A History of The Rotary Foundation of Rotary International - www.foundationhistory.org

Before you attend any Rotary meeting on grants or other aspects of TRF, learn this history and share it. Those who know give more.

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To a young set of parents in Afghanistan, it was a life-saving immunization for their five-month-old son. To a woman with seven children in Malaysia, it was a loan to start a sewing business that enabled her to feed her children. To North Koreans, it was an ambulance that equipped a hospital to be able to take care of them. To thousands of college students in almost every country on earth, it was the chance to study abroad, with all expenses paid, and learn their educational specialty up close and personal.

Ask anyone who has been touched by The Rotary Foundation what it is and every answer will be different. Ask anyone who has been touched by The Rotary Foundation just how important it is, and every answer will be identical.

The Rotary Foundation was born as an endowment fund in 1917, the brainchild of RI President Arch C. Klumph. It was reborn 12 years later in the form we know today, The Rotary Foundation of Rotary international. However, it wouldn’t be until after the passing of Paul P. Harris in 1947 that TRF would reach the financial health and world importance that it enjoys today.

Technically speaking, it is a not-for-profit corporation that supports the efforts of Rotary International to achieve world understanding and peace through international humanitarian, educational, and cultural exchange programs. It is supported solely by voluntary contributions from Rotarians and friends of the Foundation who share its vision of a better world.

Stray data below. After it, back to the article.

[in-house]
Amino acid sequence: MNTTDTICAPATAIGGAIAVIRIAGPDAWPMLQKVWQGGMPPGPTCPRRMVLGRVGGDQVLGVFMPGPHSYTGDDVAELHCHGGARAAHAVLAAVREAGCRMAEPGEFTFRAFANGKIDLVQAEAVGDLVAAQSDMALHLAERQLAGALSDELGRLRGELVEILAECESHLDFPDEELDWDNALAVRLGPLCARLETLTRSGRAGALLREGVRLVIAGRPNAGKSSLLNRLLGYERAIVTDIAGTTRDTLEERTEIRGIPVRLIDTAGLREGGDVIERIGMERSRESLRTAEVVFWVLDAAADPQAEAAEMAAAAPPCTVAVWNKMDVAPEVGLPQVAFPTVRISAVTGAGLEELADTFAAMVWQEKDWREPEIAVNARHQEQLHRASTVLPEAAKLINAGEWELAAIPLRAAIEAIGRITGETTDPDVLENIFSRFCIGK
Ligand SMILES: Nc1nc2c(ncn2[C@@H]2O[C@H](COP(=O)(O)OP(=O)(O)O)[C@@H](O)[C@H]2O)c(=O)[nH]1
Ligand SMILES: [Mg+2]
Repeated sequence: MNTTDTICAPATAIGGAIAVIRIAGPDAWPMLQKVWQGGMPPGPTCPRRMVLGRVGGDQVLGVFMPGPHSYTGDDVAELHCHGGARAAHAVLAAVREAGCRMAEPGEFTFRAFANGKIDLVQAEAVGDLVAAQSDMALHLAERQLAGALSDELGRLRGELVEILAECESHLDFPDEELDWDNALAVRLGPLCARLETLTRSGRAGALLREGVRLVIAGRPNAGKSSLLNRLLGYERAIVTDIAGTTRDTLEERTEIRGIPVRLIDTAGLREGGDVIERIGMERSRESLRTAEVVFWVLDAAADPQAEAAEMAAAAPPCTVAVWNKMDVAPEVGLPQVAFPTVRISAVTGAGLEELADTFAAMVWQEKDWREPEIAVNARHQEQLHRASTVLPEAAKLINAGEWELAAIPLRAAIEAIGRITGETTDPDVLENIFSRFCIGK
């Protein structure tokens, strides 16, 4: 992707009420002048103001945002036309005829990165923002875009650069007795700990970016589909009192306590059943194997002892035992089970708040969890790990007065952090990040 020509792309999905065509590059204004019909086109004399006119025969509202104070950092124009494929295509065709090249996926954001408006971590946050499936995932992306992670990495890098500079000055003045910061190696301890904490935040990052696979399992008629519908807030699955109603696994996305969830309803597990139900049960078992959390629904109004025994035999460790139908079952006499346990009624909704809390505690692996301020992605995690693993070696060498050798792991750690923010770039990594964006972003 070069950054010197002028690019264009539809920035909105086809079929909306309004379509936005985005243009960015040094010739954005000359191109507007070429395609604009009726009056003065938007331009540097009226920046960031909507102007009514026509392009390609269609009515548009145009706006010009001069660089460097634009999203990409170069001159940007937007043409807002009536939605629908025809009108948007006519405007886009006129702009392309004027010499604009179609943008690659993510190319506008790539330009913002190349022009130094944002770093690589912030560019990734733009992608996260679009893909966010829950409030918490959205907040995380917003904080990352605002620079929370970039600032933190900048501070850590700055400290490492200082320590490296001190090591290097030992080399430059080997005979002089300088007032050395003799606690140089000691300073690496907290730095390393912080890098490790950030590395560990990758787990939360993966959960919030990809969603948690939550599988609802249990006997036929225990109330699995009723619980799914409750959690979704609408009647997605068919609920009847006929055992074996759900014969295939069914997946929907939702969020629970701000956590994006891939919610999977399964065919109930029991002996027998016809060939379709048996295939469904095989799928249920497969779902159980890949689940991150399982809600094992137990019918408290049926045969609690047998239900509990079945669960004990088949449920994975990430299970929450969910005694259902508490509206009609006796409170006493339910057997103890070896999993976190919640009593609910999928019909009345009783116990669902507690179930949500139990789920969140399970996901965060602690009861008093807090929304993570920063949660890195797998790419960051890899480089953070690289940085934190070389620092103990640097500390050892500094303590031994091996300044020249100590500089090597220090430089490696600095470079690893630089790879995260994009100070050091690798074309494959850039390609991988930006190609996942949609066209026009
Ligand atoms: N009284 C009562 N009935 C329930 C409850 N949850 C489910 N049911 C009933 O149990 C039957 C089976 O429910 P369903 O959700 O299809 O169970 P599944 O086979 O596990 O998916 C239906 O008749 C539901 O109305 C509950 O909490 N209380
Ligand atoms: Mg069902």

Its expenses are born solely by the interest earned on its contributions over a three year period.

As an endowment fund for Rotary "to do good in the world," its initial contribution was US $26.50 in 1918. When it became The Rotary Foundation in 1928, it had a value of US $5,739.07. In the most recent year that we have complete figures, the Foundation had more than US $73 million contributed in 2000-01. But, that’s not what The Rotary Foundation is all about. Its event-filled 85 years has been a story of Rotarians learning the value of service to humanity, and the citizens of the earth benefiting from that service.

The Humanitarian Programs of the foundation help fuel international Rotary projects to improve the quality of life, providing health care, clean water, food, education, and other essential needs primarily in the developing world.

A major Humanitarian Program is PolioPlus, which seeks to eradicate the polio virus worldwide by Rotary’s 100th birthday in 2005. Through its Educational Programs, the Foundation provides funding for some 1,200 students to study abroad each year. Grants are also awarded to university teachers to teach in developing countries and for exchanges of business and professional people. Even its former participants in the Foundation's programs can continue their affiliation with Rotary as Foundation Alumni.

Also see RGHF 2012 Anniversary Celebration at Cleveland

Welcome to the History of The Rotary Foundation.

Doug Rudman
History Fellows Chair
Rotary Global History (2002-2004)
Coordinator: PDG Helen B. Reisler
Webmaster: DGN Don Murphy

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In his 1917 address, RI President Arch C. Klumph said:

"We have called the attention of the organization this year to the possibility of a future endowment fund for Rotary. Carrying on, as we are, a miscellaneous community service, it seems eminently proper that we should accept endowments for the purpose of doing good in the world, in charitable, educational or other avenues of community progress; or such funds could be well used for extension work. I know of no more commendable use for the vast millions possessed by men in this country than that certain sums might be endowed to Rotary for the purpose of establishing Rotary clubs in all nations of the world".

From the Proceedings of the Eighth Annual Rotary Convention in Atlanta, 1917, page 19: "Arch ... has always been firm in the belief that his persistence would eventually be rewarded, that it would not always be necessary for him to walk alone. Long after Arch’s journey is ended other men will be following the trail he has been blazing throughout the years." Paul P. Harris, Page 237 "This Rotarian Age" 1935



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